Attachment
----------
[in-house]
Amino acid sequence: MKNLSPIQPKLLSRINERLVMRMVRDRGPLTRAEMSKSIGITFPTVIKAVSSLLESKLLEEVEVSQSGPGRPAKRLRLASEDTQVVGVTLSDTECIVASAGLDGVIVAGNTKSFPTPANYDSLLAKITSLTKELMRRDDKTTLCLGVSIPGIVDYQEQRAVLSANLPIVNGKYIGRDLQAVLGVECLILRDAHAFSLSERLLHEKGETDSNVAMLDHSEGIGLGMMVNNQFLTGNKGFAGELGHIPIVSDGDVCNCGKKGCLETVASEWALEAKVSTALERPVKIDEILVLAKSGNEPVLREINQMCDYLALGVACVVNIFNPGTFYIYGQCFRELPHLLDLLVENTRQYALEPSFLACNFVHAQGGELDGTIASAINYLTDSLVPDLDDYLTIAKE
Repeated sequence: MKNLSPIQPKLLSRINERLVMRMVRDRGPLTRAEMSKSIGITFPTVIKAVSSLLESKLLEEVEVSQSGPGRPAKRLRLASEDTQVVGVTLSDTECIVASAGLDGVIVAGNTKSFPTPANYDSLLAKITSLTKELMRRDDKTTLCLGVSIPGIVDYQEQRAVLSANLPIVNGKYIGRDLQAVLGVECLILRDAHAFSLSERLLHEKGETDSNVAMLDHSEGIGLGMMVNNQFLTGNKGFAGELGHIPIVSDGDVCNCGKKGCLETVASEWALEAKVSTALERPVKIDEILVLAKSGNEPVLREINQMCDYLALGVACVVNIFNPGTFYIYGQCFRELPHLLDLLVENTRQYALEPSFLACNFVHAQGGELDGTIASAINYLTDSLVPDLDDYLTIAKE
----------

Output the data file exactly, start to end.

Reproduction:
[in-house]
Amino acid sequence: MKNLSPIQPKLLSRINERLVMRMVRDRGPLTRAEMSKSIGITFPTVIKAVSSLLESKLLEEVEVSQSGPGRPAKRLRLASEDTQVVGVTLSDTECIVASAGLDGVIVAGNTKSFPTPANYDSLLAKITSLTKELMRRDDKTTLCLGVSIPGIVDYQEQRAVLSANLPIVNGKYIGRDLQAVLGVECLILRDAHAFSLSERLLHEKGETDSNVAMLDHSEGIGLGMMVNNQFLTGNKGFAGELGHIPIVSDGDVCNCGKKGCLETVASEWALEAKVSTALERPVKIDEILVLAKSGNEPVLREINQMCDYLALGVACVVNIFNPGTFYIYGQCFRELPHLLDLLVENTRQYALEPSFLACNFVHAQGGELDGTIASAINYLTDSLVPDLDDYLTIAKE
Repeated sequence: MKNLSPIQPKLLSRINERLVMRMVRDRGPLTRAEMSKSIGITFPTVIKAVSSLLESKLLEEVEVSQSGPGRPAKRLRLASEDTQVVGVTLSDTECIVASAGLDGVIVAGNTKSFPTPANYDSLLAKITSLTKELMRRDDKTTLCLGVSIPGIVDYQEQRAVLSANLPIVNGKYIGRDLQAVLGVECLILRDAHAFSLSERLLHEKGETDSNVAMLDHSEGIGLGMMVNNQFLTGNKGFAGELGHIPIVSDGDVCNCGKKGCLETVASEWALEAKVSTALERPVKIDEILVLAKSGNEPVLREINQMCDYLALGVACVVNIFNPGTFYIYGQCFRELPHLLDLLVENTRQYALEPSFLACNFVHAQGGELDGTIASAINYLTDSLVPDLDDYLTIAKE